32pp., pbk., RRP $A12.99
Norman had always been perfectly normal. That was until the day he grew a pair of wings!
He had imagined growing taller or even growing a beard like his dad, but not growing a pair of wings!
Norman is very surprised to have wings suddenly – and he has the most fun ever trying them out high in the sky. But then he has to go in for dinner. What will his parents think? What will everyone else think? Norman feels the safest plan is to cover his wings with a big coat.
But hiding the thing that makes you different can prove tricky and upsetting. The coat became a burden, even an embarrassment and Norman began to resent the wings until he realised it was the coat making him unhappy, not the wings. After all, no-one else has wings, so why him? Can he find the courage to discard the coat? What does he discover when he does?
In this poignant story about being different, Percival has set the text against striking backgrounds of various shades of grey depicting normal and dull while giving Norman bright colour and light so that his feelings of being unique are highlighted physically as well as emotionally. He has also chosen to depict a diversity of characters, each unique in their own way and each of whom accept Norman as normal, so really, what does “normal’ mean?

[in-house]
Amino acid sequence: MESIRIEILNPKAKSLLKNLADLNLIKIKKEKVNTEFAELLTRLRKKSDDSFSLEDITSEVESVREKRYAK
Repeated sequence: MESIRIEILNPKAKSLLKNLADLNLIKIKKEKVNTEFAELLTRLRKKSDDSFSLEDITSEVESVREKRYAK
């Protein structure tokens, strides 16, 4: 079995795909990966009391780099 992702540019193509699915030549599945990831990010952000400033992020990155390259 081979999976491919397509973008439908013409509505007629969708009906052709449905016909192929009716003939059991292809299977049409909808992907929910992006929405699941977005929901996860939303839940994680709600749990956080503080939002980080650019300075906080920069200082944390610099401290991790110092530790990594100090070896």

For a wonderful part of their lives, children don’t see difference and they just love who they are but then awareness starts to develop and they start to see themselves with new and often unkind eyes. They want nothing more than to be the same as their peers, to not stand out, to be normal and anything that makes them unique, whether it is skin colour, wearing spectacles, being an only child or growing a set of wings, becomes a burden that they would rather not carry. But the freedom when the coat is shed…
Accepting and celebrating who we are and what we are, especially those things that make us special and unique is so important for our mental health and at last, we are starting to understand that the self-talk and messages we give ourselves as we interpret our interactions and experiences as a child can have an incredible impact on the well-being of our older selves. The more children can encounter books like Perfectly Norman and discuss them so they understand that there is no ‘normal’ or “perfect” the healthier they will be. It is our responsibility as teacher librarians, teachers and other significant adults in their lives to make sure they meet lots of Normans and not only grow to love their own wings but to use them to fly!